I'm in the UK. I have a half hour commute by car when there's light traffic. Congestion can easily add 10-15 minutes to that. There are at least three almost entirely independent routes that I can take to work that are the same without traffic so it's absolutely worth routing around it

There is http://opentraffic.io which was developed together with Mapzen(RIP), Conveyal, and the World Bank, which shows a lot of promise

So far only proprietary and not shared. https://maps.me/download/ has it (not in the offline mode obviously), mapbox does. Collecting the data requires to have 1000s of users sending their position and speed and OpenStreetMaps usual target audience is rather tracking-averse.

One of the interesting trends I've been seeing are the amount of companies that are rebuilding there maps from the ground up. While Google currently provides the best data set, there is a resurgence of companies mapping from the ground up to solve problems that Google isn't solving for its customers. You've got Apple[1], Tesla[2], and Uber[3] all rebuilding maps and all current/previous customers of Google.

[1] - https://techcrunch.com/2018/06/29/apple-is-rebuilding-maps-f...

[2] - https://electrek.co/2017/07/03/tesla-map-navigation-open-sou...

[3] - https://www.uber.com/newsroom/mapping-ubers-future/

Maps make even more sense to be free for the public to access, than the summary of human knowledge known as Wikipedia.

This is a literal description of the physical space we occupy. The knowledge of "what is there" should not be owned by any entity.

Now, I am aware that map data includes more than just "what is there" and one could argue that certain types of metadata can be more appropriately owned than others. But on the whole they should be the minority. In particular, the metadata required to "make sense of it all" should be free: Systems for searching between the wildly different naming conventions and other mapping oddities in various parts of the world.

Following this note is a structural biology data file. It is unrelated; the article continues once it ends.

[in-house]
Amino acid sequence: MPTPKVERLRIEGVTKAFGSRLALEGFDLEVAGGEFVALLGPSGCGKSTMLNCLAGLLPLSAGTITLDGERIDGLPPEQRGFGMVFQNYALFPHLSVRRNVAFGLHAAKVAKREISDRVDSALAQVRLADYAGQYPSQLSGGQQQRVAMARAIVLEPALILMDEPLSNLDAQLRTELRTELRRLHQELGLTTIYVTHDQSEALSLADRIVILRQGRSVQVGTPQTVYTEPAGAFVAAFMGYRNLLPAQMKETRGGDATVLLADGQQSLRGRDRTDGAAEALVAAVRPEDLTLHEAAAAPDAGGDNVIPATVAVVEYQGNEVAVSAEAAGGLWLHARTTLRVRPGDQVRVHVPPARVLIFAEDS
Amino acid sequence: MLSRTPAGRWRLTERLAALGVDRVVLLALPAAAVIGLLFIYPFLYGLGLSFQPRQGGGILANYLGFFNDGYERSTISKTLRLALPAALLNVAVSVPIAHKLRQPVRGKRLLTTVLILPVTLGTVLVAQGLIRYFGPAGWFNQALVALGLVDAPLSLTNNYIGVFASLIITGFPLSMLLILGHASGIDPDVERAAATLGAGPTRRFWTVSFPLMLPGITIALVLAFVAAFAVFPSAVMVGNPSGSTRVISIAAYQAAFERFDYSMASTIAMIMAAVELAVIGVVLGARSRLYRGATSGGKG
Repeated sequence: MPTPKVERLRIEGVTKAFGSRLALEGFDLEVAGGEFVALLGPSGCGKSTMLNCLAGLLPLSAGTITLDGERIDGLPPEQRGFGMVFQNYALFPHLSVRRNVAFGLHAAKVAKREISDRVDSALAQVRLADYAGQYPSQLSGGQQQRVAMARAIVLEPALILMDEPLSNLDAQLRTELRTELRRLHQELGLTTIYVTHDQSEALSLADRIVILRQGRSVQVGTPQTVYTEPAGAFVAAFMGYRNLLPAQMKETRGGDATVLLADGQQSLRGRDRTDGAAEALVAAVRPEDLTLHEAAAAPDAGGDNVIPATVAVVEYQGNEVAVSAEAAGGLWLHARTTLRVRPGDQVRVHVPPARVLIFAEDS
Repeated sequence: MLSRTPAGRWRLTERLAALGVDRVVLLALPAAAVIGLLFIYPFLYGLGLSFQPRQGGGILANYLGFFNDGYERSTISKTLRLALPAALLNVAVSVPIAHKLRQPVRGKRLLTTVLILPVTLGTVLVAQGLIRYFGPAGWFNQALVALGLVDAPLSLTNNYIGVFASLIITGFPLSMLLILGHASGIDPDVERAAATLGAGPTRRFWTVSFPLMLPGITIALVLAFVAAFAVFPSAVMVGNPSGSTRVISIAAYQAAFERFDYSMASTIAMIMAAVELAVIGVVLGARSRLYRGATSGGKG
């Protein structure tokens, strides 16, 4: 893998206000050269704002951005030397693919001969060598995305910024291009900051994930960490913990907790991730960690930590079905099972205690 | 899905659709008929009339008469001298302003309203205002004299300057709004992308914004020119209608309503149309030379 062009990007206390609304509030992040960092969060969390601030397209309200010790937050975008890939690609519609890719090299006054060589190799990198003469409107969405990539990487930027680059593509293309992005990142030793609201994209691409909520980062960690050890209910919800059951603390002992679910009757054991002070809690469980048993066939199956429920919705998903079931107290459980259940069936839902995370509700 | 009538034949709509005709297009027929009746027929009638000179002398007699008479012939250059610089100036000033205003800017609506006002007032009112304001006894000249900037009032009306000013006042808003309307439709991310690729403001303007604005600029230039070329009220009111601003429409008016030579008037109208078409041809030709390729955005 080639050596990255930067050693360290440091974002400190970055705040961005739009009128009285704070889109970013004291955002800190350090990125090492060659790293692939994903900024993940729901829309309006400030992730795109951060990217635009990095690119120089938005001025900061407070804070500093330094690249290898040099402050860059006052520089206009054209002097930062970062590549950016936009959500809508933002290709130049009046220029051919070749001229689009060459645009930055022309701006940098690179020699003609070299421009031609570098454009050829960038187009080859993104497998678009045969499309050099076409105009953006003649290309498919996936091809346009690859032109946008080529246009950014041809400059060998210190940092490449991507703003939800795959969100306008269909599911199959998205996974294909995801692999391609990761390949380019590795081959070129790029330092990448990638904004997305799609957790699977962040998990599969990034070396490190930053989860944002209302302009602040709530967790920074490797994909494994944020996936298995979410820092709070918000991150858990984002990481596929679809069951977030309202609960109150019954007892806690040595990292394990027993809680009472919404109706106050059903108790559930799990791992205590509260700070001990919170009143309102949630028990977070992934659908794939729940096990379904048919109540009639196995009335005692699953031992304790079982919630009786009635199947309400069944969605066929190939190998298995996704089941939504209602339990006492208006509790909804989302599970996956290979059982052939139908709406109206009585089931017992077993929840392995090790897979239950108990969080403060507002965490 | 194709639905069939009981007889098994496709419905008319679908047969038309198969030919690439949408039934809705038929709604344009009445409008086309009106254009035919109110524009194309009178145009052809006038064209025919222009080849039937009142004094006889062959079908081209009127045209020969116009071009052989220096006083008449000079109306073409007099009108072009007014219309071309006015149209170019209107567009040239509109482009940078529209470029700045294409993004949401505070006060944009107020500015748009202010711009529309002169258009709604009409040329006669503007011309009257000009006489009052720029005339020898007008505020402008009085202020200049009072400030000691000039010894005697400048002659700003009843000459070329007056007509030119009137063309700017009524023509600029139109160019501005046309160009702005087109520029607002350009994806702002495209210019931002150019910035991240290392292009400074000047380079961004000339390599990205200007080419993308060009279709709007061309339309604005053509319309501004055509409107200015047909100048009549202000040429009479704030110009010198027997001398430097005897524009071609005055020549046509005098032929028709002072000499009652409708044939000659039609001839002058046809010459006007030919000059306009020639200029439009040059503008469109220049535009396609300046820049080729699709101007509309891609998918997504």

I am also aware that certain parts of map data may be classified to certain governments. Exceptions could be made. I'm not sure what the best solution is but it's not that important as these spots are a minority of the world's mapped area.

Open Street Maps is great as a data source, but the front end client apps for using it are somewhat lacking. On my iPhone, I use Maps.me when I travel to Cuba and Google Maps almost everywhere else. If I was building an app, I'd definitely use OSM and probably Mapbox.

I think the weakest part of OSM apps is search. When I type in an address into Google it will most of the time find what I am looking for whereas in OSM apps I have to go through country, state, city, zip code and whatever. The maps themselves are excellent.

Absolutely. Search is pretty abysmal in many of the OSM apps. I did a bunch of editing for OSM a while ago and I went to search one of the things I had added and it didn't come up because I had searched "office works" instead of how it was entered in OSM "officeworks".

On Android, Osmand works very well.

I've found it rather slow and temperamental, plus their business model of charging for access to map updates basically means that you have to pay them to use corrections you contribute to OSM.

> plus their business model of charging for access to map updates

Not sure what you are talking about, but I am not prompted to pay for updates. In fact, I'm installing some updates and new maps right now. Even the 'live' feature works. I am using the f-droid version of the app though, so maybe that's the difference?

The version in f-droid provides anything free, which the version in google play does not.

This app is excellent. I'll probably donate. I would be totallly comfortable with doing this if they made their UI free, making osmand a completely free software.

I which I could use it on a regular computer, or if a web service provided something similar to what we get with osmand, the experience of its offline search included.

Next step would be mapillary providing a free app to contribute to their database or osmand providing a way to do it.